Thames Valley League division 1 match played at the Willoughby Arms, Kingston on 15 May 2023
This was the first team’s last league match of the season – there is just the Thames Valley Knockout final to come on 22 May – and they signed off in emphatic style with a 5.5-0.5 win (later adjusted to 4.5-0.5 for reasons explained below) over Surbiton A. This was pretty well the strongest team of regulars we could muster, and David Maycock, Vladimir Li, Silverio Abasolo, Will Taylor and captain David Rowson all recorded victories on the night.
Surbiton’s David Scott held Peter Lalić to a draw on board 2 to prevent a whitewash, though Vladimir Li was unhappy about the circumstances of his win on board 3. Vladimir felt that his opponent had been distracted by a disturbance in the playing room – another player was complaining that his clock had not been working properly – in a horribly double-edged position in a time scramble, and he asked the league to consider declaring the game void.
Will Taylor’s game against Paul Dupré was the first to finish. Paul played Alekhine’s Defence and the game was super-sharp, with both players throwing caution to the wind – it is end of term after all. In this position, Will played 10. g4, which is not necessarily objectively the best move but certainly succeeded in setting up a slugging match.
In his post-match analysis, Will reckoned this was the key position:
Paul played 15…h5, which Will says weakens the kingside. “After that it was one-way traffic. 15…e6 was the way to go, with the idea 16. dxe6 Bc6 17.Nf3 Qe7. Black has activated his pieces and will pick up the pawn at his leisure. With the centre open he will always have counterplay. White will continue to attack with Kf1 and h5, but Stockfish gives a slight advantage to Black.”
On board 1, David Maycock was up against Altaf Chaudhry, always a difficult opponent. Altaf played a Sicilian, and this was the position after 16 moves with White to play:
David plays a wonderful move here, which he had clearly been preparing for some time: 17. Rxf7! Grabbing the rook would lead to disaster: 17…Kxf7 18.Qxd7+ Kf8 19.Rf1+ Bf5 20.Qxe6 g6 21.Qf6+ Kg8 22.Bf3 h5 23.Bxa8. Altaf sensibly didn’t take it and defended well, but used so much time pondering his response to David’s bolt from the blue that he lost on time. Definitely a candidate for move of the season and brilliantly calculated by David.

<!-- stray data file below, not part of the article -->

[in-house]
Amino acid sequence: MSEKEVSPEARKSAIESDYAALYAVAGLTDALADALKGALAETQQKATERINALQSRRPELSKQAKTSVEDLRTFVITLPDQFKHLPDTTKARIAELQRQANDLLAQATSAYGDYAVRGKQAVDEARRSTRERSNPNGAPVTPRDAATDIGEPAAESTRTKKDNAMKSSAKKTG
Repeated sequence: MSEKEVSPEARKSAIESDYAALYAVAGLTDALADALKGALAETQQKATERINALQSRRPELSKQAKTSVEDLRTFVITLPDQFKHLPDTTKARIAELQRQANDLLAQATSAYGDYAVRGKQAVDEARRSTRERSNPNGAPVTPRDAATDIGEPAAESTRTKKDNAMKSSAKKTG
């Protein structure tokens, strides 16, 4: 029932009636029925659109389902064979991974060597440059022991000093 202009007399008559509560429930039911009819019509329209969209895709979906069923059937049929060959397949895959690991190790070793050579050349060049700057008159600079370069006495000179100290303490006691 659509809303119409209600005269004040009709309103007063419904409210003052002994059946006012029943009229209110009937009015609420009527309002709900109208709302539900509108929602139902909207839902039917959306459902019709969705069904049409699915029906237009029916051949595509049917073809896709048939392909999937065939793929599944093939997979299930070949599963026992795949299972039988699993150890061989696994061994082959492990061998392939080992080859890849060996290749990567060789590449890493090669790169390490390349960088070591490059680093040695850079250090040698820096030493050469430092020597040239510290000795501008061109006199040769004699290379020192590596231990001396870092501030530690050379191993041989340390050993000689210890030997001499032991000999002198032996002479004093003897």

On board 4, Silverio Abasolo continued his superb run of recent form, showing his characteristic directness and aggression to beat Surbiton captain Angus James with the black pieces, and on board 6 David Rowson also won with Black against Nick Faulks. “The story of the game was that Nick gave up a pawn to try to get a kingside attack,” David said afterwards, “but it turned out that he couldn’t make anything of this and in the end I rather fortuitously engineered a position where he either had to give up a rook or his queen.”
Typical modesty from the Kingston captain, who has lead his team to an astonishing 19 wins in 20 matches across both the Surrey and Thames Valley leagues. The only match the Rowsonites did not win was the surprise home draw against Surbiton B back in early February. So a 95% win rate. Should we fret about half-point that got away? Didn’t the makers of Ming vases put in the odd flaw because they believed only God could achieve perfection? This will be our get-out too (though secretly that off-night still rankles).
The draw on board 2 between David Scott and Peter Lalić was a largely technical struggle. So technical, in fact, that Peter wondered afterwards if he was losing his appetite for what might be called bread-and-butter chess. “I did not enjoy this game,” he complained. “I miss sacrificial attacks!” One cannot be Tal every night, Peter. Sometimes you have to play like Petrosian.
Vladimir Li’s vigorously contested game against Liam Bayly ended with Liam making a game-ending blunder. But Vladimir, who is a great chess purist and thought Liam generally had the better of the game, believed his opponent’s concentration had been affected by the noises off and asked that it either be declared a draw or voided completely. After a week’s deliberation, the Thames Valley League acceded to this request and the result of the Li-Bayly game was annulled, making the official match score 4.5-0.5. One of the stranger episodes in Thames Valley chess history.